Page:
IStraw is a new corner finding technique based on an analysis of the ShortStraw algorithm. Our analysis reveals several limitations in ShortStraw and we develop techniques to overcome them. We also present an extension to our corner finding approach for dealing with ink strokes that contain curves and arcs. An evaluation of our approach shows significant accuracy improvements over ShortStraw for polyline ink strokes with and without curves using an all-or-nothing accuracy metric while still maintaining ShortStraw's computational complexity.
AlgoSketch is a pen-based algorithm sketching prototype with supporting interactive computation. AlgoSketch lets users fluidly enter and edit 2D handwritten mathematical expressions in the form of pseudocode-like descriptions to support the algorithm design and development process. By utilizing a novel 2D algorithmic description language and a pen-based interface, AlgoSketch users need not work with traditional, yet complex 1D programming languages in the early parts of algorithm development. Based on preliminary user feedback, we believe AlgoSketch has the potential to be used to design and test new algorithms before more efficient code is implemented. In addition, it can support users who may not be familiar with any advanced programming languages.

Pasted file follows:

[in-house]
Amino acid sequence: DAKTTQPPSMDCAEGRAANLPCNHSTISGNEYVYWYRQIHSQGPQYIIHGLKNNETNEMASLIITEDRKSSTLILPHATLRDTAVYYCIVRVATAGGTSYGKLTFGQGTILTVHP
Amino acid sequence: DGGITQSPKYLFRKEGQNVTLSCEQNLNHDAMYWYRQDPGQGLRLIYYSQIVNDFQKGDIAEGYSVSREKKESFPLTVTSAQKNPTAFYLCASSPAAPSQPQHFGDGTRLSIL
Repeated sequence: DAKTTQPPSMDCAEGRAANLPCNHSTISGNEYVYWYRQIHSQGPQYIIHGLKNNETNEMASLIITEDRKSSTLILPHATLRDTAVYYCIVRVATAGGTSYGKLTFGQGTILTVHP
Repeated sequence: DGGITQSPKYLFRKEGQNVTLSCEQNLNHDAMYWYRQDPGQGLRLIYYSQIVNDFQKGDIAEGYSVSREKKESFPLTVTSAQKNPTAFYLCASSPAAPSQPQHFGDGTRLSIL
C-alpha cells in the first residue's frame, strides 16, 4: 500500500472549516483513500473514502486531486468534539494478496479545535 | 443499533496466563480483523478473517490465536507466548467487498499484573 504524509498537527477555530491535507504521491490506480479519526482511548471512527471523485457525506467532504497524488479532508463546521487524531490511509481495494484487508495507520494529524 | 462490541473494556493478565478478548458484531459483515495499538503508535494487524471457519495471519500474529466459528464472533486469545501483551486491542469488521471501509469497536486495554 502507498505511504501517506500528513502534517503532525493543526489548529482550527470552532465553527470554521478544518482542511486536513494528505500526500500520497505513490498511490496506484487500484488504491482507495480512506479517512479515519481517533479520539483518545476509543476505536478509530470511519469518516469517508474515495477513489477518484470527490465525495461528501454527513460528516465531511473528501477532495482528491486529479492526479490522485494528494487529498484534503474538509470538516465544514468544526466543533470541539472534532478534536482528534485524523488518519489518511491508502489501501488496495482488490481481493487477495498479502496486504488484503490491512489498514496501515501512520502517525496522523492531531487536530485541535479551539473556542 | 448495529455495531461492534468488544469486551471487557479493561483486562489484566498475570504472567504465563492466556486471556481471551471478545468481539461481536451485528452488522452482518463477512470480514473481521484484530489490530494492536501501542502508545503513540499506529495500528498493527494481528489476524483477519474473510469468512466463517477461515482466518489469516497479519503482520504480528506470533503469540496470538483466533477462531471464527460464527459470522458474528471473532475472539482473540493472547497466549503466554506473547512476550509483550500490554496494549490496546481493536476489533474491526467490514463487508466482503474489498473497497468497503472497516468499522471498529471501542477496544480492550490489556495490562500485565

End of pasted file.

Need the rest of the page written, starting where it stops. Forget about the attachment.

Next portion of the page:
This work was performed in collaboration with Brown University.